Places, is 5 miles south of downtown. Its rolling greensward of woods,
meadows, gardens, lakes, and stone bridges epitomize the romantic
landscapes of 19th century park design. We will visit the herbarium
in the Museum of Natural History (1896) to see an antiquarian collection
housed in state of the art storage. We will also tour the Park’s
new Botanical Center, with its 12,000 square feet of exhibit space,
the largest indoor public garden in New England. Return via a trip
through historic, tree-lined Blackstone Boulevard, designed and planned
by landscape architects Horace Cleveland and the Olmsted Brothers.
Organized by Scott Comings
All-day trip via ferry. Visit grasslands, glacial outwash plains,
terminal moraine, and habitats of endangered wildflowers such
as Liatris scariosa var. novae-angliae and other hypsithermal
Learn about the efforts of The Nature Conservancy and other conservation
organizations to restore the island's unique habitats.
Walden Pond Environmental History, Concord, Massachusetts
by Brian Donahue
Associate Professor of American Environmental Studies
No trip to New England is complete without a visit to the iconic
location of Henry David Thoreau’s epiphany year at Walden Pond.
Tour the state reservation, including the beanfield and house site
and special areas at the back of the Pond – away from the crowds
of summer. Professor Brian Donahue, award-winning author of “The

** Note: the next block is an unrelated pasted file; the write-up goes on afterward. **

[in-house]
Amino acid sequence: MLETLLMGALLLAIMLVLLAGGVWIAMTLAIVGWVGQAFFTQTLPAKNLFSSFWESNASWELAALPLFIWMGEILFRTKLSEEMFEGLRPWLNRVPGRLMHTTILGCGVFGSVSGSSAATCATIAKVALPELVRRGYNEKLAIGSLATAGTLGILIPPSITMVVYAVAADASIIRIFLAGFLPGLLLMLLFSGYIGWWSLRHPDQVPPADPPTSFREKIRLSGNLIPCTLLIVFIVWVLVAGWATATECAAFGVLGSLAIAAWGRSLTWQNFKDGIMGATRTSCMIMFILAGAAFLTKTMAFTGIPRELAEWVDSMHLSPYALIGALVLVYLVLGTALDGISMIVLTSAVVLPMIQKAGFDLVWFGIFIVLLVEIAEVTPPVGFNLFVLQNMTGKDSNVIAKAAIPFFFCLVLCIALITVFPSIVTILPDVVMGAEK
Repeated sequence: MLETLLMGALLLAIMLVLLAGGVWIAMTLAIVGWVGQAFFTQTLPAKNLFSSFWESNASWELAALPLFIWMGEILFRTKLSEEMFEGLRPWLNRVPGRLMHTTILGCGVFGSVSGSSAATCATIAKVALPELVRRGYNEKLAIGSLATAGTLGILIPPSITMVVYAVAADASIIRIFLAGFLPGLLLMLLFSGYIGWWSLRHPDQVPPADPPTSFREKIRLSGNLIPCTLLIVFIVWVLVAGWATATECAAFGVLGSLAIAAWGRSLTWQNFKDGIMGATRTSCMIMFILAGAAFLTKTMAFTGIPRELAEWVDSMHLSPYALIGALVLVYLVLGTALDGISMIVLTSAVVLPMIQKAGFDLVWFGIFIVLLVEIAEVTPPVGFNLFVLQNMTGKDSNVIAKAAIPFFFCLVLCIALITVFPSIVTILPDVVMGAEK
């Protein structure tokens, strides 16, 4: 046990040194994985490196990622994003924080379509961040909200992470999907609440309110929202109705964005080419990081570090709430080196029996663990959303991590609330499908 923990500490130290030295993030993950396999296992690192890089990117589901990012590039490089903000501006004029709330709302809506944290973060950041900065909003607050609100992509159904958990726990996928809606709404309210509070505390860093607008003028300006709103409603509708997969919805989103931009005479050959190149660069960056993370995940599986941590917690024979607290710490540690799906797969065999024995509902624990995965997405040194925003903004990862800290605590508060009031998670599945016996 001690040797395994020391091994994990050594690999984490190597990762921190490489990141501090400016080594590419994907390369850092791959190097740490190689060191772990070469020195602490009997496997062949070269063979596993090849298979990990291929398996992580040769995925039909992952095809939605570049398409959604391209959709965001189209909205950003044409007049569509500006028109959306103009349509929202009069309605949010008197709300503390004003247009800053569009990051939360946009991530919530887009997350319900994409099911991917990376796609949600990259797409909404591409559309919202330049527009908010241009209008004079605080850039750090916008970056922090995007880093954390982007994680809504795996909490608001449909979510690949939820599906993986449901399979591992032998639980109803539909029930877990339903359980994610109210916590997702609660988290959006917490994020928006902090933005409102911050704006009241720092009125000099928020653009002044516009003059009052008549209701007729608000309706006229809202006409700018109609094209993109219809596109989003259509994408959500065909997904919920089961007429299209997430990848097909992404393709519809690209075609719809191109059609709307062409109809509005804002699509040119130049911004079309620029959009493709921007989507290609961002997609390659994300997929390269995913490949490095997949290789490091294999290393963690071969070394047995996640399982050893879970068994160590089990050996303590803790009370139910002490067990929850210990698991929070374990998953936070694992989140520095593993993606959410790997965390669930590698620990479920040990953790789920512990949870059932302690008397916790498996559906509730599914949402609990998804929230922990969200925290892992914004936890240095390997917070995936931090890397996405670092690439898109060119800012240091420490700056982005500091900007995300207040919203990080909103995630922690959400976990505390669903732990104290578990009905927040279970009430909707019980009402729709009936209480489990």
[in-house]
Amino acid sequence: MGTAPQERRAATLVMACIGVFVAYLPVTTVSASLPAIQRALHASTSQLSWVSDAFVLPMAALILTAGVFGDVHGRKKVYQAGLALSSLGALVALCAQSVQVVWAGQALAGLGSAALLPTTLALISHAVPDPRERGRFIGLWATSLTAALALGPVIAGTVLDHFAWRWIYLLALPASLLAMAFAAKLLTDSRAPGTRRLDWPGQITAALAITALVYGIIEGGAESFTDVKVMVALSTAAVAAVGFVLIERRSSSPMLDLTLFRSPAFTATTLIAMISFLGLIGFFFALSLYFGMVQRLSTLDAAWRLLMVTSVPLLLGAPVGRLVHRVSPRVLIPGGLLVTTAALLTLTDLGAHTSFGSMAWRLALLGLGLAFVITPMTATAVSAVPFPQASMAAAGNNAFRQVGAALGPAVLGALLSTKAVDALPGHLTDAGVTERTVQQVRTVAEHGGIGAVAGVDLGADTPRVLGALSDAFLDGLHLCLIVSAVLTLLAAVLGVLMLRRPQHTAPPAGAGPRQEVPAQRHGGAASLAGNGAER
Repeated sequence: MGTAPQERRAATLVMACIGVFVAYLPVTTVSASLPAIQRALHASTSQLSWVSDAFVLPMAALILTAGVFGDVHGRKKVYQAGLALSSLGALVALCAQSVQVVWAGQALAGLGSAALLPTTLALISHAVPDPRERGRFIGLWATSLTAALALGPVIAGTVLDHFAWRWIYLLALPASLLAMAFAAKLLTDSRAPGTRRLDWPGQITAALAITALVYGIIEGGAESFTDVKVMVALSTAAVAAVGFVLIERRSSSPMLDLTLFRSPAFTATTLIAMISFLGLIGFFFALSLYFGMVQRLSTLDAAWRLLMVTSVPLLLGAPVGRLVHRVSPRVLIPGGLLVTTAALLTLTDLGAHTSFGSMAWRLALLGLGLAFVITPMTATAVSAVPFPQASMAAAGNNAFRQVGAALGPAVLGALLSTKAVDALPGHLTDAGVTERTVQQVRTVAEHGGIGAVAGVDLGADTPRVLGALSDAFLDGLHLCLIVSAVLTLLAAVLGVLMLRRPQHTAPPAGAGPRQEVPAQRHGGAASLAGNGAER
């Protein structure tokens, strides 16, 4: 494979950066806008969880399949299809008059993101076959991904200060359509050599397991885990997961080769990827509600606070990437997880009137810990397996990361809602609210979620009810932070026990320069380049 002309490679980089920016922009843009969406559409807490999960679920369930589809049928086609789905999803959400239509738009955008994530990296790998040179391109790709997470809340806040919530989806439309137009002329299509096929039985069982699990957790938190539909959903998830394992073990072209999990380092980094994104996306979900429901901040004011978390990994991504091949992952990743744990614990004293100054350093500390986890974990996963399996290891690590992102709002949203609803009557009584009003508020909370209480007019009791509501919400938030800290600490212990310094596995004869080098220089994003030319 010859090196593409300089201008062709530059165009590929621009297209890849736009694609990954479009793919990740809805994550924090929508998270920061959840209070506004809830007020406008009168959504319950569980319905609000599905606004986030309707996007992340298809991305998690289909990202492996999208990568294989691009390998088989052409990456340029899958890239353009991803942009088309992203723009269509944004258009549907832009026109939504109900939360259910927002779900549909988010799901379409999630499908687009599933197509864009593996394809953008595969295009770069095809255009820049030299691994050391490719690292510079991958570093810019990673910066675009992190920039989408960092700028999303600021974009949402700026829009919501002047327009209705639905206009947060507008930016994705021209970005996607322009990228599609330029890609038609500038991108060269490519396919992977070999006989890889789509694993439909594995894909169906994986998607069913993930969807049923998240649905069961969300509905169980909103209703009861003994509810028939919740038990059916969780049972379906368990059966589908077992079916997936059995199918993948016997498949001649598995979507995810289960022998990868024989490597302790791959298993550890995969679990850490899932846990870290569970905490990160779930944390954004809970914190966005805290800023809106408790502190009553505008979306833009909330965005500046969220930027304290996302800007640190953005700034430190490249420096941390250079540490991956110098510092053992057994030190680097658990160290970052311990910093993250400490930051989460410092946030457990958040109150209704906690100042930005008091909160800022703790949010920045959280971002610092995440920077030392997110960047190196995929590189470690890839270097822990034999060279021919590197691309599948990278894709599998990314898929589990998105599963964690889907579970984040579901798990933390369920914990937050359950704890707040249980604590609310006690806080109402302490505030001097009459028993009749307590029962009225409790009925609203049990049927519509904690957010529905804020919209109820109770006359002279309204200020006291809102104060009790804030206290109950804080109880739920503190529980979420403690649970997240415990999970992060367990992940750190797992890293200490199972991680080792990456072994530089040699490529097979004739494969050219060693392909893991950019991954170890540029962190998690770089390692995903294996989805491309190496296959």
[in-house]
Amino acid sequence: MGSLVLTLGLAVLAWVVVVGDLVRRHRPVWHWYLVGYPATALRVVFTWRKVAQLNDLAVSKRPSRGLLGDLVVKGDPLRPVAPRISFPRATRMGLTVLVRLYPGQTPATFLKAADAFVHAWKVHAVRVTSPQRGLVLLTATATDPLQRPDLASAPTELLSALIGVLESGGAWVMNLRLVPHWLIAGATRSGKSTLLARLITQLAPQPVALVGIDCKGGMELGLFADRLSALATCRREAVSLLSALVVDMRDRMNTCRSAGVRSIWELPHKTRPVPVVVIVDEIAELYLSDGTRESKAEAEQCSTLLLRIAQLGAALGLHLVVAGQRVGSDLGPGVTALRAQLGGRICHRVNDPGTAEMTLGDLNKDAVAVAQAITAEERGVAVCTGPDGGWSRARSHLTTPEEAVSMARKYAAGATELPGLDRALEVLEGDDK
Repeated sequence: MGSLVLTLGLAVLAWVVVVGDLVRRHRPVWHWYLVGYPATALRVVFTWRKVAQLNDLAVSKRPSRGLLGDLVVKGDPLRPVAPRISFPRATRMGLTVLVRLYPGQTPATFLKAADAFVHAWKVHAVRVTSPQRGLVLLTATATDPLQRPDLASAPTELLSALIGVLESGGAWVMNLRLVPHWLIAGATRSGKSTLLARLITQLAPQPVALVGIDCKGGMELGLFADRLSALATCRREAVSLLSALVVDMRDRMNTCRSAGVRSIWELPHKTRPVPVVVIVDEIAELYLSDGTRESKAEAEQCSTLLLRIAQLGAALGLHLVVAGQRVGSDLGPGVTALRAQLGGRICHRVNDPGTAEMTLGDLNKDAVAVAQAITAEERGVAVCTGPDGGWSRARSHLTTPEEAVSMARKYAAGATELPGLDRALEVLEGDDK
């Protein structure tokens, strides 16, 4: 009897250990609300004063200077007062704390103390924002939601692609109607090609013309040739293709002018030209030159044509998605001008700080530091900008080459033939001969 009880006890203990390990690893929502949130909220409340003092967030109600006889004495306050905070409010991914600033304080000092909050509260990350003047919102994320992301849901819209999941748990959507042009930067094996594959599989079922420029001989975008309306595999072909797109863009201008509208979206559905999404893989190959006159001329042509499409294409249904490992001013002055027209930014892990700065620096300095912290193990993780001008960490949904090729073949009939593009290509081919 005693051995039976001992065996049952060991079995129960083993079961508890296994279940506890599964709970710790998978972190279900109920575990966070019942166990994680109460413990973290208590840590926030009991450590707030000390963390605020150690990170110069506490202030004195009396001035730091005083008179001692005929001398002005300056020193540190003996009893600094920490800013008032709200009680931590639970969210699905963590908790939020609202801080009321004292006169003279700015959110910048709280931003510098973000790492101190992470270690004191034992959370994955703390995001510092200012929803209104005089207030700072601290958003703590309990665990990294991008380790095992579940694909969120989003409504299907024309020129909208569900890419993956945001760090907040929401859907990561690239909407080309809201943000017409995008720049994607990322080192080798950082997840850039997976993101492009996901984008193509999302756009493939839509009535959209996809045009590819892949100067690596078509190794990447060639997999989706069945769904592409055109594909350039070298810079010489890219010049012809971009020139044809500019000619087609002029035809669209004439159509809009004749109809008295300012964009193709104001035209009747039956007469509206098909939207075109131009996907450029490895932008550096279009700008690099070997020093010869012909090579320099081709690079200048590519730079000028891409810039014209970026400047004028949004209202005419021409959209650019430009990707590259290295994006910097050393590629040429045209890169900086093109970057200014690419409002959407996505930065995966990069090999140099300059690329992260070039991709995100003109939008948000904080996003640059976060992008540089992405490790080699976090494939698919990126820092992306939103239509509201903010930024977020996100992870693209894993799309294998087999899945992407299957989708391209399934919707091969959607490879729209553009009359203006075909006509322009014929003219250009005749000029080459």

Great Meadow” and authority on Thoreau, will lead this trip.
Optional time for a swim and picnic lunch following the tour. Box
lunches will be provided to trip attendees. Bring sturdy shoes, bug
repellent, sunscreen, and hat.
White Mountain National Forest, New Hampshire
Organized by Christopher Mattrick
Botany and Invasive Species Program, White Mountain National Forest
This trip will take you to the rarest habitats of New England, namely
the alpine zone of Mount Washington, New England's highest elevation.
Visit the Mount Washington summit, alpine garden and "cow pasture",
home to many rare alpine plants, with stops along the way to see
some other rarities.
Mount Washington is notorious for its unpredictable and sometimes
extreme weather, so participants should bring warm and weatherproof
clothes and sturdy hiking shoes. Moderately strenuous walks may be
Wildlife Management Area, West Kingston RI
Organized by Elizabeth Kneiper
This quintessential swamp should interest bryologists and lichenologists.
The 3,349 acres of Great Swamp Management Area includes extensive
Red Maple swamps, a White Cedar swamp, and 2 miles of pristine shoreline
habitat along Worden Pond. Additionally, 897 acres of the site are
forested. Christopher Raithel of the Department of Environmental
Management will join us on the walk. Waterproof boots or shoes are
essential. Horse flies may be bothersome. Insect repellent is recommended. Lunch,
water and snacks will be provided.
Cape Cod National Seashore
Organized by Stephen M. Smith, Ph.D.
National Park Service, Cape Cod National Seashore
Visit the dunes, dune slack wetlands, salt ponds, marsh restoration
sites, beech forest, and other fascinating habitats of the outer
Cape Cod National Seashore at the very edge of the United States.
Learn from knowledgeable plant scientists of the National Park Service
about this unique and dramatically beautiful area. Field trip will
entail easy but extended walking around sandy open and forested habitats.
Wear sunscreen, hat, insect repellent, and
A short multimedia presentation showcasing Small's Swamp Trail near Truro!